By Kathleen Cue, Nebraska Extension Horticulture Educator
Too often the mindset is if a little is good then a lot must be better. So it goes with the spring task of mulching. A “mulch volcano” is the tongue-in-cheek term given to those copious heaps of woodchips surrounding a tree. No one knows exactly where this harmful practice came from but all it takes is for one person in a neighborhood to do it and suddenly this ill-advised practice is everywhere.
There are two detrimental effects to mulch volcanoes. First, roots respire, meaning they take in oxygen and release carbon dioxide. This exchange of gases, as it is known, takes place in the upper 18 inches of soil. It’s no accident that roots proliferate in the top 18 inches because this is where oxygen is most readily available. Bring in a boatload of mulch and suddenly the lower roots no longer have access to oxygen. This leads to stressed and dying roots which in turn stresses the tree. A stressed tree has less defenses than their properly-mulched counterpart, leading to susceptibility to otherwise-minor insect and disease problems.
The second detrimental effect of a mulch volcano has to do with the tree trunk. Tree bark is well suited to protecting the trunk from sunlight and wind. Mammoth piles of mulch surrounding a trunk, however, keep bark constantly moist, fostering decay. Over time the bark rots, exposing the conductive tissue beneath the bark to decay as well. This negatively impacts the trunk’s function to move water upward/sugars downward and the structural integrity of the tree. (I once walked through a neighborhood after a windstorm and every tree lying on the ground broke below the mulch volcano, showing lots of symptoms of decay.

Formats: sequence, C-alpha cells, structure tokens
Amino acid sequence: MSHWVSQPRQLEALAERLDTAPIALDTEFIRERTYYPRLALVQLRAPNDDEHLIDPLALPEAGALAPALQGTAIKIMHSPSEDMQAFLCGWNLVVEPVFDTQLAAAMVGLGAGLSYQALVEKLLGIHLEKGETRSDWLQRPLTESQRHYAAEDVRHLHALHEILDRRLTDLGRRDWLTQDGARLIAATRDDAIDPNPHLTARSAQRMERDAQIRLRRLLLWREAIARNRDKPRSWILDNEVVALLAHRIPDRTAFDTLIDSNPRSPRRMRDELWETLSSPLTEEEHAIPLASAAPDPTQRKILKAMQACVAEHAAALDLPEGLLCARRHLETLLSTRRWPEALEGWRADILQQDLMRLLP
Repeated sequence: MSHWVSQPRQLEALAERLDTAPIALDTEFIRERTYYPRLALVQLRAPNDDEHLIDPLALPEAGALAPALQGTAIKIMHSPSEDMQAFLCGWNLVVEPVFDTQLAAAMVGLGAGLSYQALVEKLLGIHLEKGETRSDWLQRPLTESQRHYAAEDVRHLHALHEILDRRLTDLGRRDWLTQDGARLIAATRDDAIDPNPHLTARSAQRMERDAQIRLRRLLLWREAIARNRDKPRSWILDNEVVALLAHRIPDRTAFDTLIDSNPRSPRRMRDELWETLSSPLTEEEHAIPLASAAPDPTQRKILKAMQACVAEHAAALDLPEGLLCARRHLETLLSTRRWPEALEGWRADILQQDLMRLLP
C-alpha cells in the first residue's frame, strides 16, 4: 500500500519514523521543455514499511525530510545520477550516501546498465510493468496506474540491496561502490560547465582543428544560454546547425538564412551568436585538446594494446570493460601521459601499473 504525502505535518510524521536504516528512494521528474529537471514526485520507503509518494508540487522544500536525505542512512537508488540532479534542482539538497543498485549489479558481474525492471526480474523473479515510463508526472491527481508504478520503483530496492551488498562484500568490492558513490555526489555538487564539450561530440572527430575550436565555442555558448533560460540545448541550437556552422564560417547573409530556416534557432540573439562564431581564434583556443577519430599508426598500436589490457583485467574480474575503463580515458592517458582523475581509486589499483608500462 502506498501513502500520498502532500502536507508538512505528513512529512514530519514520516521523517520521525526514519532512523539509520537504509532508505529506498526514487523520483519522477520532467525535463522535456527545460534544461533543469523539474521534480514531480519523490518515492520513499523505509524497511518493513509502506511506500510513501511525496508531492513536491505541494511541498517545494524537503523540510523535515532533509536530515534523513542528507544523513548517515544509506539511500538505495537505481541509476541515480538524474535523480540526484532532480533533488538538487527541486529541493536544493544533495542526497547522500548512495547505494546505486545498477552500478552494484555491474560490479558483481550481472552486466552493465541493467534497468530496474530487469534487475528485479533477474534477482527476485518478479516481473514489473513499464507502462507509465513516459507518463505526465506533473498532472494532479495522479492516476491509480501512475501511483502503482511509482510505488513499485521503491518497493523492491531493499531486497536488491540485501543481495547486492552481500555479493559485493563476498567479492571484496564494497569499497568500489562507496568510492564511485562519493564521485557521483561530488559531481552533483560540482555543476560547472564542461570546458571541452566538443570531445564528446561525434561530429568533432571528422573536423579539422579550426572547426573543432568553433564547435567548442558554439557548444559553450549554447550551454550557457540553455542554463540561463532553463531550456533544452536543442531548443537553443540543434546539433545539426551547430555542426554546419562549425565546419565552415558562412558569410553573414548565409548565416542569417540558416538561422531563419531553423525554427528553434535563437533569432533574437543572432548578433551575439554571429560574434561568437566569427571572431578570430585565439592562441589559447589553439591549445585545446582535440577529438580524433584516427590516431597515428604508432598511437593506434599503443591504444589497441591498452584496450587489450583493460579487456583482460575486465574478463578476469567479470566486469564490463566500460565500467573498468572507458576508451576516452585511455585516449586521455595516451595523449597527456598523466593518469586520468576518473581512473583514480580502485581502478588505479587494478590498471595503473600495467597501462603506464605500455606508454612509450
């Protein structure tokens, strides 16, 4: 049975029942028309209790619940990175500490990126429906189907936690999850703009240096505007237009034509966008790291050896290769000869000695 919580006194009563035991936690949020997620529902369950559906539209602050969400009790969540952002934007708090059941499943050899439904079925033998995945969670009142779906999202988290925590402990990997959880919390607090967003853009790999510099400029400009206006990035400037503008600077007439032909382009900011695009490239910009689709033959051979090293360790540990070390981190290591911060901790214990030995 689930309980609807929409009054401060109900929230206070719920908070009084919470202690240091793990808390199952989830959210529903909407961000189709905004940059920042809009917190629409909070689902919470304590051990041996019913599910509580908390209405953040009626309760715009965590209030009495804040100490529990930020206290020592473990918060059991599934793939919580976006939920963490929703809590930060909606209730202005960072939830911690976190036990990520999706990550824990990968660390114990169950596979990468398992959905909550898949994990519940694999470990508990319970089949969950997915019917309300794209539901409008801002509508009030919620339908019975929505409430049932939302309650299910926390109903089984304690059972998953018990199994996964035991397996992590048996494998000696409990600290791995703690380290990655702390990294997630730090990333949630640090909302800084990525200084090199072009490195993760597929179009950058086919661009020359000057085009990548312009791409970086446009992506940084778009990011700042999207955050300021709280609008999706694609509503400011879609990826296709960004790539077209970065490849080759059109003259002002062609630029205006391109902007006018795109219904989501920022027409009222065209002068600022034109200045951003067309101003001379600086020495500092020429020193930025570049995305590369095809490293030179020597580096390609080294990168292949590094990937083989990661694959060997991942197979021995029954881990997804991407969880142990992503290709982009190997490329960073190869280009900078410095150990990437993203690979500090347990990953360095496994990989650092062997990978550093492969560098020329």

Written as an equation, it would appear as:
Too much mulch = stressed roots + rotting trunks → unhealthy trees → increased susceptibility to (otherwise minor) insect and disease problems + structural instability = more $ to treat + increased probability of tree death.
What is proper mulching? A two to three inch layer of shredded bark or woodchips, starting two inches from the tree and extending out to a distance of 4 feet from the trunk is best. Never use landscaping fabric as this interferes with the exchange of gases at the root zone. Mulch decays over time, which enriches the soil, so renew the mulch as needed to maintain a depth of 2-3 inches.
What can you do? Ask your landscape manager about their tree mulching practices and, if it is done incorrectly, ask them to re-do it. Neighborhood associations and SIDs can share information within their communities to educate those who like to do the work themselves. Make sure your own trees are properly mulched, talk about it with others and then show it off!
The benefits of proper mulching are manifold—suppression of weeds, cooler soils in hot weather, protected soils in cold weather, keeping string trimmers and mowers away from tree trunks, and fostering microbial activity for healthy roots. The time and effort to properly mulch is well worth the effort for vigorous growth and a happy tree.
Photo Above: Bad mulching around trees.
Photo Above: Good mulching job around tree.
Go to Dodge County Horticulture web page for more gardening information.